Typically this is time marked by rest from the daily grind and an abundance of chocolate. Sometimes Jesus is thought about. Even less commonly, the meaning of Jesus death and resurrection is thought about. This isn’t a criticism but an observation in my own home.
In preparation for Easter, I asked myself; “self, there are multiple layers of meaning to why Jesus died on the cross. What was at the core of his life that was worth dying for?”
To answer my own question, I stripped away the theology of redemption, of justification and of salvation… all those theologies that Jesus would hear and say “Say what?” and exposed well quoted words of Jesus. The teachers of the law asked Jesus; “Which is the greatest commandment in the Law?” and Jesus answered, ‘Love the Lord your God with all your heart, with all your soul, and with all your mind.’ This is the greatest and the most important commandment. The second most important commandment is like it: ‘Love your neighbour as you love yourself.’
This is what we now call the Great Commandment. Did you know that Love the Lord your God with all your heart, with all your soul, and with all your mind’ is actually Jewish sacred text from the Torah? (Well, almost. Jesus used the word “mind” rather than “strength”. I’ve have to research why.)
What’s more, this extract from Deuteronomy is prayed by the Jews every morning and every evening as a devotion of God: ‘Hear O Israel, you shall love the Lord you God with all your heart, with all your soul and with all your strength.’ They continue to do so to this very day. In Hebrew, it is called the SHEMA. Jesus added to the Shema prayer “the second which is like it”; ‘love your neighbour as yourself’.
This Great Commandment is the very core of Jesus’ teaching. So let’s explore this commandment by beginning with this thing called ‘love’.
We’re called to love our God. But what does it mean to love? Love is a common word in many languages. In the Shema, the word used for this ‘love’ is AHAVAH, pronounced a-ha-vah. It refers to the kind of affection or care that one person shows another. Ahavah does not typically refer to sexual activity, they have a different word for that. Ahavah is paternal love (Abraham for Isaac) and brotherly love (Jonathan for David). It can be the love of a people for their leader (Israelites for King David). It is a love that is given freely. It is not earned. Not surprisingly then, ahavah is used to describe God’s love for his people.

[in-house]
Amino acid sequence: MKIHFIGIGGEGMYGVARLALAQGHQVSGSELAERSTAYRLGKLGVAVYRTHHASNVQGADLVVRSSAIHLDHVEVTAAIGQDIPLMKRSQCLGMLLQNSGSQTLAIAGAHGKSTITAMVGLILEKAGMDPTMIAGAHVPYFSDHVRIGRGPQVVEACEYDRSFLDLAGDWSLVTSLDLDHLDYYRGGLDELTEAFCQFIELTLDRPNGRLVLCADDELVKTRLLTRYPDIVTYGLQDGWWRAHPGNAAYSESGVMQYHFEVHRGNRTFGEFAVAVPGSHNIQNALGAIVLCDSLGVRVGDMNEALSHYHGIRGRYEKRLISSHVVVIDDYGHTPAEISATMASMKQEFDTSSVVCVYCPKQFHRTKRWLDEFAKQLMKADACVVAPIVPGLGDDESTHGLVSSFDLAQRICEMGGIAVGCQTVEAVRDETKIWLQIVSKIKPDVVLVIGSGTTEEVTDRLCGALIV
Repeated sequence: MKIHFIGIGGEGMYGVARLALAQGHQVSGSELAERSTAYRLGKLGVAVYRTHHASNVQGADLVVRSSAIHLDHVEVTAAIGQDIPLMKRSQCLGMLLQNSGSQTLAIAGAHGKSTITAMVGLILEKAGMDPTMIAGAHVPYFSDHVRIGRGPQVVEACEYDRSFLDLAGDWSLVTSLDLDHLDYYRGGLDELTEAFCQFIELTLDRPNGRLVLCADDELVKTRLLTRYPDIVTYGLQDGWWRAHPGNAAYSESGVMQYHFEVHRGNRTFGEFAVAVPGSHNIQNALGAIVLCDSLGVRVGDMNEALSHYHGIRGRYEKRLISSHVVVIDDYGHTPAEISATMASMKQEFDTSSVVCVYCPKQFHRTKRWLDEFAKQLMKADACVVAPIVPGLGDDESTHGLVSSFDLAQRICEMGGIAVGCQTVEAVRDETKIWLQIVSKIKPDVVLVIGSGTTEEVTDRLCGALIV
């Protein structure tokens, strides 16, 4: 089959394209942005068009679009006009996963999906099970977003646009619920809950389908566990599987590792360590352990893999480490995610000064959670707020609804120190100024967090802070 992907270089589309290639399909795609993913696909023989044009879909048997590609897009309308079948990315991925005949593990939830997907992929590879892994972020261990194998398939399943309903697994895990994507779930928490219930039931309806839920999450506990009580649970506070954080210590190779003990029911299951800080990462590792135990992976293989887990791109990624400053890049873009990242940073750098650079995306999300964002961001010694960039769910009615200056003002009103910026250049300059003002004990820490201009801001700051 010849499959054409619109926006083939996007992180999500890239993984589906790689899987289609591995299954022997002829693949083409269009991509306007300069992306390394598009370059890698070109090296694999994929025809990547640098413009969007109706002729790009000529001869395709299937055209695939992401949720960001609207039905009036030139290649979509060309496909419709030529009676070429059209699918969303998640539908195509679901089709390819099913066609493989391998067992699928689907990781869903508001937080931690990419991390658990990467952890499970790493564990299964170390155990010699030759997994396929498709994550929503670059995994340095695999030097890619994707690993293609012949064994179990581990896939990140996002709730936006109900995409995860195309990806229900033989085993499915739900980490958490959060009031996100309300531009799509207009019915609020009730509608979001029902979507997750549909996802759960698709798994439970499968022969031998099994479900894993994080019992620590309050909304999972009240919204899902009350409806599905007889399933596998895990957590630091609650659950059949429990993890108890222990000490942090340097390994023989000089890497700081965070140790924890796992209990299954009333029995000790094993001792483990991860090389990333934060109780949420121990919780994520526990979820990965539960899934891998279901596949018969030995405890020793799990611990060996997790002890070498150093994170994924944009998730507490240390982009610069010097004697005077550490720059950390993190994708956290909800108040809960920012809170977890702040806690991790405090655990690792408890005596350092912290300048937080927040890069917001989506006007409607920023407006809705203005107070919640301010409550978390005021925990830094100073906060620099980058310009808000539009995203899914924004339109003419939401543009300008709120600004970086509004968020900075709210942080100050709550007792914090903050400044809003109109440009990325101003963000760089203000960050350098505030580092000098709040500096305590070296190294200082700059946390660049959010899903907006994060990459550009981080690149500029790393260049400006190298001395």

In the book of Deuteronomy, Moses told the Israelites: “God showed affection for you. He chose you… because of his ahavah for you.” (7:7-8). God doesn’t love because love is earned. God loves because it simply emanates from God’s very being. It is God’s attribute, his character, to love. As stated in 1 John 4:7 “God is love.”
Now, significantly, ahavah is a verb. Love is something God does rather than just feels. This is why Moses says: “Because of his ahavah for your ancestors the LORD brought you out of Egypt with great power” (Deut 4:37). It’s something God does from love.
Just like God’s love, human love is meant to be lived in action. Simply put, if I’m not doing love, then I’m not loving God, I’m only saying that I love God. Jesus issues a warning to such people: “Not everyone who calls me ‘Lord, Lord’ will enter the Kingdom of heaven, but only those who do what my Father in heaven wants them to do.” (Matt 7: 21).
So when Jesus instructed people to ahavah, it is explicitly about action. Hence the inclusion of the second part to the Greatest Law of God: “You shall halavah your neighbour as yourself.” In other words, we show our love for God in the way we treat others around us.
Jesus lived God’s ahavah for all to hear it and see it as the Way of God. Jesus reached out to this neighbour irrespective of ethnicity or religious affiliation or gender or health. Ahavah does not discriminate.
For us, as Easter people, it is good to remember that ahavah is a calling to action. Visiting the elderly, interfaith dialogue and fundraising for CamKids are all expressions of ahavah. However, the greater challenge is living ahavah in the ordinariness of daily living.
Have a blessed Easter Season.